"Oh, John! It is so good to see you." Her arms around me were tight enough I could hardly breathe. And what air I did manage to pull into my lungs was so laced with her perfume I felt scent drunk.

"It's good to see you too, but I'm going to need those rib bones intact," I said after a moment, and then wished I hadn't when she turned me loose. She had felt very nice in my arms, something I noticed only after she was gone. She held the door open for me and took my jacket from me, without asking, as I passed her.

"John, you're such a naughty boy, showing up out the blue like this. Could you not have called me to let me know that you were going to be coming by?" She gave her head a shake, her short hair hardly moving "The house is a complete wreck and I'm a mess. I've spent half the morning working in the backyard. You're lucky, I just did have time to take me a shower, before I started to make me some lunch, or you would have to put up with me stinking. As is my hair isn't fixed, and I have no makeup on. Naughty and inconsiderate." She shook her head again at my smile. "What are you grinning at?"

"You look beautiful and the house looks ready for a photo shoot in Home and Garden magazine. Besides, I thought Martin was going to tell you I was coming by? He said he was going to."

"Oh, him. He has all the memory of a rusted spaghetti colander." She was suddenly hugging me again. "It has been forever and a half-dozen years since I saw you." Wendy began to guide me towards the open door into her kitchen. "You simply have got to come tell me what you have been up to. I was about to fix my lunch, you still love grilled cheese I'm sure."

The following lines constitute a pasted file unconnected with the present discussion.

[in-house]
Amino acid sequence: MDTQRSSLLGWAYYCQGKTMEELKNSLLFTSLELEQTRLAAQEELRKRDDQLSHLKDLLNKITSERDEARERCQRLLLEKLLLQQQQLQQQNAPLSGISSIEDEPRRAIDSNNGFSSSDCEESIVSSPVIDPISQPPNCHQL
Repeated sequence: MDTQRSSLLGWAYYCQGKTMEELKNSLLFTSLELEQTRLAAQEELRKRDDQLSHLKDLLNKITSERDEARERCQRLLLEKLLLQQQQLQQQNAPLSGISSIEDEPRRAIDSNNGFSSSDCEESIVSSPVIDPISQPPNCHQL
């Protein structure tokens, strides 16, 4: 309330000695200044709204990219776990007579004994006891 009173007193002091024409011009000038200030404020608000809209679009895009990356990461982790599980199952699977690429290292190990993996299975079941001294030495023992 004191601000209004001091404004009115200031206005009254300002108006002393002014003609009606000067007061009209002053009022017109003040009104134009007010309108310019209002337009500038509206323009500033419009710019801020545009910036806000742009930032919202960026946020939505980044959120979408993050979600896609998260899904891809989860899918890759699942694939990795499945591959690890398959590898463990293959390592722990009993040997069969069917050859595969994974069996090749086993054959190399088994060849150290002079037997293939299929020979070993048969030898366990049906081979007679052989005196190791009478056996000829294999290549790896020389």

Over the next two hours I was pampered in a way that I had not been since I left for college. Hell, even before that, since the last time I was at her house. The one across the street, where I had grown up. Looking around this kitchen, I could spot things from her old house's kitchen. She saw me looking.

"Missing the old place?" she asked then nodded. "At first, I did some as well. But then winter gets here and I'm walking around in shorts in December and I just have to say, nah, not so much."

"I can understand that. I wondered if I was going to have to carry a shovel around with me this year just to go from class to class." I shook my head and sat back sipping the lemonade she had given me. "It felt as if it was never going to stop snowing."

"Nope. No saying the S-word around me." Wendy gave a shiver. "I'm done with that white stuff for good. No more frozen hair, slick icy roads, and temperatures in the single digits. Yuck to all of that mess. Nope, I'm a transplanted Floridian now and I'm not going back. Snow Bird, thy name is Wendy"

Laughing, I looked out the sliding glass door at the beautiful garden she had planted, with already blooms filling it. I gestured with my head and she nodded. Taking my glass we walked out back.

"It looks like you've been busy," I said.

"Oh, I have been. I love it here, even on the coldest days I can just put on a windbreaker and I can still get things done." She led me to a bench half-hidden in a massive rose covered arbor. "Really though, a lot of what I've been doing is simply pruning and cutting back. The last owner didn't care about the garden and let it overgrow. So I did my hands full, but now, well now it's just a matter of making the small changes I want and then tweaking things, the way I like them, as they grow in."